Producers underestimate the power of smartphones

Producers keep underestimating the importance of delivering correct product information. In a transparent market, where customers armed with smartphones are becoming ever more powerful, such an attitude equals economic suicide.

 

Hundreds of millions of armed consumers eager for information

Before the end of this year, over half the population in many EU-countries and the US will have a smartphone, and their numbers will keep growing. Hundreds of millions of consumers use their smartphone to gather information, even at the moment of truth: in the supermarket.

 

Use of information retrieving apps grew 1600% in 2010

Up to 40 percent of smartphone owners have already downloaded an application to scan barcodes or QR-codes and retrieve product information while shopping. Recent research  shows the use of this applications has risen by 1600 percent (!) last year. These applications are used while the customer is choosing which product to buy in the supermarket – the moment of truth for distributors – so it is of the utmost importance that this information is available and correct. So far, many producers have not understood the importance of this trend.

 

Only 9% of information complete and correct

In their recent report Beyond the label, ordered by information standardising company GS1, CapGemini discovered that only 9 percent of British groceries displayed correct information to smartphone apps. This means that 91 percent of the 375 products from this sample had either missing or incorrect information – a good reason for the customer not to buy those products. More specifically, 7 percent showed information that was wrong, 9 percent had only partial information available and an enormous 75 percent had no information at all.

 

Consumers take action against defective information

In this super-fast society, this leads to growing frustrations with customers who want easy access to reliable product information. Over 40 percent of respondents indicated they will not buy a product if there is no information available for smartphones or if this information is not reliable. On the other hand, one in three customers quickly removes applications that display unreliable information.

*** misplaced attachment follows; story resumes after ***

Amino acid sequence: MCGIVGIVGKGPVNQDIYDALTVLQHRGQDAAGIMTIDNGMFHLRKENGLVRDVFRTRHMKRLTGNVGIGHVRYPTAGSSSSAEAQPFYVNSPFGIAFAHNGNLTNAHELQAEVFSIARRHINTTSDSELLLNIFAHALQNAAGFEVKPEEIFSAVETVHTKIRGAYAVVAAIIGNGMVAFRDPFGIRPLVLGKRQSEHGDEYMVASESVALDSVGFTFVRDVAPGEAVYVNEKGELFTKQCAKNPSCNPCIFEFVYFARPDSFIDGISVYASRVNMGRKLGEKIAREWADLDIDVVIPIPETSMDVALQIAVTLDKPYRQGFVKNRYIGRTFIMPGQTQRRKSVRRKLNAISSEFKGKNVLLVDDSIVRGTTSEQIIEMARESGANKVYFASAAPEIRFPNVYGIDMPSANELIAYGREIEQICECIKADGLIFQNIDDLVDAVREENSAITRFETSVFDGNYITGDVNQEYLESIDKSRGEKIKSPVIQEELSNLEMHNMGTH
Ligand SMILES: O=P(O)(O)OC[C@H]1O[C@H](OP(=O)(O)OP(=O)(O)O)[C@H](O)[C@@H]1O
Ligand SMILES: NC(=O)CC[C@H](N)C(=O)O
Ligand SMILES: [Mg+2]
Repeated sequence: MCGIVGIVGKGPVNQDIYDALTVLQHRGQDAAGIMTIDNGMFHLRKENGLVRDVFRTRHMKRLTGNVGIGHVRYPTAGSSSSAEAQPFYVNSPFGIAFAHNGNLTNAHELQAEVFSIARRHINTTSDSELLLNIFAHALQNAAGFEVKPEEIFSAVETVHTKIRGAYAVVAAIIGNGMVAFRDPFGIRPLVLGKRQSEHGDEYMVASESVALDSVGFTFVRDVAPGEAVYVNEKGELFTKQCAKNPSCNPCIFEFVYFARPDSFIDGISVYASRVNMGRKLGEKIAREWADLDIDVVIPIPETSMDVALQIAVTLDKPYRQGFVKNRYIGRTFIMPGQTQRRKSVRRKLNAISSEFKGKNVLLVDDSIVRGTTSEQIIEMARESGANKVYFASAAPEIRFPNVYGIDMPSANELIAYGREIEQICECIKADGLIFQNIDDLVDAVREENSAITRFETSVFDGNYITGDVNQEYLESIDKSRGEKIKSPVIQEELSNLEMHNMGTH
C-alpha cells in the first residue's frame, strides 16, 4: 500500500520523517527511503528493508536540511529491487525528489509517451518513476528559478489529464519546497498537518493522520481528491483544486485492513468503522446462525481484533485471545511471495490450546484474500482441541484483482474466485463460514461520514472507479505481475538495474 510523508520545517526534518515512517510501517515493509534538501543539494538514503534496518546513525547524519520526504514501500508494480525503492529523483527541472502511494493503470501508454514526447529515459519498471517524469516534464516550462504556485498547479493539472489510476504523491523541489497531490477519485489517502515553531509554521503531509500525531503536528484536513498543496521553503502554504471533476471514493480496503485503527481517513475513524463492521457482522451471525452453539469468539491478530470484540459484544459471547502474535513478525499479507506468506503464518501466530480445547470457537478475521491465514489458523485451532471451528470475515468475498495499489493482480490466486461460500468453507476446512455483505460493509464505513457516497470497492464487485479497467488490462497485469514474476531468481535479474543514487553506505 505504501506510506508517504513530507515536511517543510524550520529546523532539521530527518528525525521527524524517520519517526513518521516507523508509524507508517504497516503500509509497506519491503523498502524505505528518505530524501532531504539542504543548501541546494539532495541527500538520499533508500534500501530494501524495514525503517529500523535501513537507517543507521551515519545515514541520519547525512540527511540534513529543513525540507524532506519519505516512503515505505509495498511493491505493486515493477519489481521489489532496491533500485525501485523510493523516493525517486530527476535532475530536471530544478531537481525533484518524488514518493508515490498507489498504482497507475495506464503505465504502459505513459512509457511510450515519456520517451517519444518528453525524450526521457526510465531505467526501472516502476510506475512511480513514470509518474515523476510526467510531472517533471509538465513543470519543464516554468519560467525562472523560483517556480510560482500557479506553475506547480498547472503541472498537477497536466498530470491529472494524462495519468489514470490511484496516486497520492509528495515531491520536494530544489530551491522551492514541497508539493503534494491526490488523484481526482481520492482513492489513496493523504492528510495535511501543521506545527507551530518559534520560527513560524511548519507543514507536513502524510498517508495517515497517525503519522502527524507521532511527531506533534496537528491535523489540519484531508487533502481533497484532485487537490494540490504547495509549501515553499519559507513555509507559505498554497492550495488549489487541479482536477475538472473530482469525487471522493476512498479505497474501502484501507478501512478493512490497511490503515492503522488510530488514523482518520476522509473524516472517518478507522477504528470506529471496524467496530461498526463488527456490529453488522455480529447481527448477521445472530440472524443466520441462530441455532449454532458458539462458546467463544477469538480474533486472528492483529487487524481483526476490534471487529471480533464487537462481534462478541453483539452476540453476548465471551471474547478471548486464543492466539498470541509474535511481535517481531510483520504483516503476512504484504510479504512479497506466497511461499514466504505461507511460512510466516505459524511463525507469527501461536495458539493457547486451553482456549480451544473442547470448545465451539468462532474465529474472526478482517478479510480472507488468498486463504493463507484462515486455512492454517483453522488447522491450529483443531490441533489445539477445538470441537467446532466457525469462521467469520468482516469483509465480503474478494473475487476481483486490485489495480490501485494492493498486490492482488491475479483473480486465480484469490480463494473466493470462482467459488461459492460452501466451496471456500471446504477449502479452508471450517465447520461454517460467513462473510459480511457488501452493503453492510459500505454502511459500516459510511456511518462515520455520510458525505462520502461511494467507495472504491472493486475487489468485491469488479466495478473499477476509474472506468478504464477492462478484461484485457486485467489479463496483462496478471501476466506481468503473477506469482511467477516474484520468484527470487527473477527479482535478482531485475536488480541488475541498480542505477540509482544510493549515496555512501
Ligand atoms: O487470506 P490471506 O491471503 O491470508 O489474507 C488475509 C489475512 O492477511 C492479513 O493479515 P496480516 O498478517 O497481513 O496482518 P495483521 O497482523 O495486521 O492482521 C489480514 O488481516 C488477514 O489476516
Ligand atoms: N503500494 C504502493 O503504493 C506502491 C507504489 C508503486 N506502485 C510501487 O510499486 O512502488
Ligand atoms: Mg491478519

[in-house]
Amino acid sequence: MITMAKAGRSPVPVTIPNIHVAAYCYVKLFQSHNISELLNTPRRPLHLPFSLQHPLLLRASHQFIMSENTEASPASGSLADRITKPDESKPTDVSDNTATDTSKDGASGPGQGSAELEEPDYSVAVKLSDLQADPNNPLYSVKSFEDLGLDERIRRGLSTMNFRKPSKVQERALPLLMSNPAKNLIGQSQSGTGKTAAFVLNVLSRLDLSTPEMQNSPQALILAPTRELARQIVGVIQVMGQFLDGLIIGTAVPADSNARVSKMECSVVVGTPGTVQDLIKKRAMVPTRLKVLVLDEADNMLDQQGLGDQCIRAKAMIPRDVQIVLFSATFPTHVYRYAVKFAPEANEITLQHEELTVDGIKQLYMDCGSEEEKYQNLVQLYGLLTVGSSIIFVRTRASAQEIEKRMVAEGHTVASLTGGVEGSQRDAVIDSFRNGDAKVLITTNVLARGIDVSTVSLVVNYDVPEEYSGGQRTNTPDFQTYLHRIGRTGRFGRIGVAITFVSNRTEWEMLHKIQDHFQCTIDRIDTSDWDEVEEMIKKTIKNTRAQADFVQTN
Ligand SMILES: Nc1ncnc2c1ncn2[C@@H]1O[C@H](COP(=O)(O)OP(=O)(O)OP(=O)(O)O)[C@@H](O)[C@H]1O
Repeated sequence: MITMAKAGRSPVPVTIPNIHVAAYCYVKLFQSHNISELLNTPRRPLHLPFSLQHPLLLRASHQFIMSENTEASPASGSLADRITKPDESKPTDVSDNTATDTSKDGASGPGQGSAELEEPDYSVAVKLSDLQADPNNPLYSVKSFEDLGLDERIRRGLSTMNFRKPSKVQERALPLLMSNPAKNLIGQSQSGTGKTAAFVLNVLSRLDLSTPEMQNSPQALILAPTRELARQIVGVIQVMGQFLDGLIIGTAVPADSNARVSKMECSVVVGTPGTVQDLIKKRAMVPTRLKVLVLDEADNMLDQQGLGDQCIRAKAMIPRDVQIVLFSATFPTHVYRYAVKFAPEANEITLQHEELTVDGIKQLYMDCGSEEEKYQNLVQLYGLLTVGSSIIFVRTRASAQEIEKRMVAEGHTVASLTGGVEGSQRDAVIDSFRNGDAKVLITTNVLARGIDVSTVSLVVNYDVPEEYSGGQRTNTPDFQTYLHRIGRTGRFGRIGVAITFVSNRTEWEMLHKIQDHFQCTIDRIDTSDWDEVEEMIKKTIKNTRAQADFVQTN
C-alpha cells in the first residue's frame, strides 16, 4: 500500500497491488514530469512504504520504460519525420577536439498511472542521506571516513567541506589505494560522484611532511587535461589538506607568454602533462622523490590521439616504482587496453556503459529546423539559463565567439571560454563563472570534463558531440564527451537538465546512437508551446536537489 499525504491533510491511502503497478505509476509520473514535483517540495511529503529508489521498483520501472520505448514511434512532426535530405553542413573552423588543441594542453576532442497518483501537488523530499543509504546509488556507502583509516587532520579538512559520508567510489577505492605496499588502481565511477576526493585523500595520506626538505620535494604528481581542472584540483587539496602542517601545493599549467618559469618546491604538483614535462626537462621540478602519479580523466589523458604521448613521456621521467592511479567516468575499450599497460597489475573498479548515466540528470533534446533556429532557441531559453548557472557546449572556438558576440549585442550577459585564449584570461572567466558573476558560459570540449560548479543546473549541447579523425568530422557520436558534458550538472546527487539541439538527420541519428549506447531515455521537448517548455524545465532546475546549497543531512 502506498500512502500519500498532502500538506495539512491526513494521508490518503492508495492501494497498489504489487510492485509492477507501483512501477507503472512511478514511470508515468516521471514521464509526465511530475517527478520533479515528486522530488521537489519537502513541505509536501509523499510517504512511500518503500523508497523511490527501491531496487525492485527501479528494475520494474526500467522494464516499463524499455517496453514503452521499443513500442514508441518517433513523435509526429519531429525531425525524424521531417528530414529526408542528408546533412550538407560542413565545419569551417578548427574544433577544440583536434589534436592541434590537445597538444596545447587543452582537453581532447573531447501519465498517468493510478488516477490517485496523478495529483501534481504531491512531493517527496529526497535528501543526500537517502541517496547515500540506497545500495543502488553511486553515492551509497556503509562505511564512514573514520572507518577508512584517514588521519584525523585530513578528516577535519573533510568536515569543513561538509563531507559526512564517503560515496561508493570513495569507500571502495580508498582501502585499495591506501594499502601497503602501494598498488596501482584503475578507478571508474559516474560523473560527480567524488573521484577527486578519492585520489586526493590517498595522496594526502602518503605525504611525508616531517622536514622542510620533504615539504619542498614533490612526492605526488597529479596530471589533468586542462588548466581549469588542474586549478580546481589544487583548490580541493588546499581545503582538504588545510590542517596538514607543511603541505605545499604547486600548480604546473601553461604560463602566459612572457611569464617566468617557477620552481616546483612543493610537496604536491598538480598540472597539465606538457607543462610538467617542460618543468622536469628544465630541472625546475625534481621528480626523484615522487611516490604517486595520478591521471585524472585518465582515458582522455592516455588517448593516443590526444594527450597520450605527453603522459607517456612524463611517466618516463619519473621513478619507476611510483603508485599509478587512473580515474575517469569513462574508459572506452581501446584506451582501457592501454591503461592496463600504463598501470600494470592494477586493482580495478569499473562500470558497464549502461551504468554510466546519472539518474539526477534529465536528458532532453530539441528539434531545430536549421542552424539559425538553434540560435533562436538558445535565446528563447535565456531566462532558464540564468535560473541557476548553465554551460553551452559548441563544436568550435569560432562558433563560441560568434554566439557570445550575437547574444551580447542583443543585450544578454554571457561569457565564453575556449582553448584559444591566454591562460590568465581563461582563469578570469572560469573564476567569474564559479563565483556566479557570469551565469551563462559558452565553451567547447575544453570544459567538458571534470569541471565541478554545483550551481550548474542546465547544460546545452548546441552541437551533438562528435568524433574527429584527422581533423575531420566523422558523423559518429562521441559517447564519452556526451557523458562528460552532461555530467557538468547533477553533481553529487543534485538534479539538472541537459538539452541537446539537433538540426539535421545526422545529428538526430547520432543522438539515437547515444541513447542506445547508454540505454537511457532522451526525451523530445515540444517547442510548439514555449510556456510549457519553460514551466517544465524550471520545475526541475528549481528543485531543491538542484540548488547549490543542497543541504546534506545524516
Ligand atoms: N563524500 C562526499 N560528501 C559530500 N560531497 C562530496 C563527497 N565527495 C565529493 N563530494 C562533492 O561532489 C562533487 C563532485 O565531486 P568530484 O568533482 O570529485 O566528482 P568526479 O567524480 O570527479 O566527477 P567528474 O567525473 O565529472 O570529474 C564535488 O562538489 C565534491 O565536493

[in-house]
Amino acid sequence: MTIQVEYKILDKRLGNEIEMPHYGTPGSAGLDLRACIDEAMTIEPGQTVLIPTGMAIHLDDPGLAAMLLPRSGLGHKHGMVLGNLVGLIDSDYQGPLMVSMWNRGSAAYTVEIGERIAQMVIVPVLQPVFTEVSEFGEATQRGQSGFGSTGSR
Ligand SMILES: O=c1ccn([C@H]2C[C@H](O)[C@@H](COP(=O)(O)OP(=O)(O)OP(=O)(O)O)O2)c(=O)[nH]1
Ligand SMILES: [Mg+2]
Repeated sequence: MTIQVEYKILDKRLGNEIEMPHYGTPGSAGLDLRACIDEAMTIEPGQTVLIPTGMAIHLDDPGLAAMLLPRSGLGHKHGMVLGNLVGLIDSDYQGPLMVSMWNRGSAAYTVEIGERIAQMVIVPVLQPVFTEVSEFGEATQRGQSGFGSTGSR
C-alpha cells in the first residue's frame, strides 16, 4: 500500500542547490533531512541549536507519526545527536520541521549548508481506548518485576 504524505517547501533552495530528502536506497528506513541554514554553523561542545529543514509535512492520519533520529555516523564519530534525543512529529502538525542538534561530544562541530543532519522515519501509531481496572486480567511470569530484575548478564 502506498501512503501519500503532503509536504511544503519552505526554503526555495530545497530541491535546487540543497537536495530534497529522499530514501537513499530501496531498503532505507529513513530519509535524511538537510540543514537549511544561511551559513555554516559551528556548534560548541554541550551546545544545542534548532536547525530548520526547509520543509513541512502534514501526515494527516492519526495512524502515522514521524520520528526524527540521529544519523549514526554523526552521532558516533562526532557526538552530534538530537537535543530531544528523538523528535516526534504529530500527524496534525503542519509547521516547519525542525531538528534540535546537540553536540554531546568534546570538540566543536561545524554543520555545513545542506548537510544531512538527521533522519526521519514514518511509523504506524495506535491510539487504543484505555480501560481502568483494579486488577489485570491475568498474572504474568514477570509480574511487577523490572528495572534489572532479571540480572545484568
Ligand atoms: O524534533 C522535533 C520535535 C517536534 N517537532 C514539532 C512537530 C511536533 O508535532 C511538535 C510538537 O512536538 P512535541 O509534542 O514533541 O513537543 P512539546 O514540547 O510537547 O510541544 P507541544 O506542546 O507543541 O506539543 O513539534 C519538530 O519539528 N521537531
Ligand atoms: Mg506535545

The complete survey can be found here.

 

Producers keep underestimating the importance of delivering correct product information. In a transparent market, where customers armed with smartphones are becoming ever more powerful, such an attitude equals economic suicide.

 

Hundreds of millions of armed consumers eager for information

Before the end of this year, over half the population in many EU-countries and the US will have a smartphone, and their numbers will keep growing. Hundreds of millions of consumers use their smartphone to gather information, even at the moment of truth: in the supermarket.

 

Use of information retrieving apps grew 1600% in 2010

Up to 40 percent of smartphone owners have already downloaded an application to scan barcodes or QR-codes and retrieve product information while shopping. Recent research  shows the use of this applications has risen by 1600 percent (!) last year. These applications are used while the customer is choosing which product to buy in the supermarket – the moment of truth for distributors – so it is of the utmost importance that this information is available and correct. So far, many producers have not understood the importance of this trend.

 

Only 9% of information complete and correct

In their recent report Beyond the label, ordered by information standardising company GS1, CapGemini discovered that only 9 percent of British groceries displayed correct information to smartphone apps. This means that 91 percent of the 375 products from this sample had either missing or incorrect information – a good reason for the customer not to buy those products. More specifically, 7 percent showed information that was wrong, 9 percent had only partial information available and an enormous 75 percent had no information at all.

 

Consumers take action against defective information

In this super-fast society, this leads to growing frustrations with customers who want easy access to reliable product information. Over 40 percent of respondents indicated they will not buy a product if there is no information available for smartphones or if this information is not reliable. On the other hand, one in three customers quickly removes applications that display unreliable information.

 

The complete survey can be found here.

 

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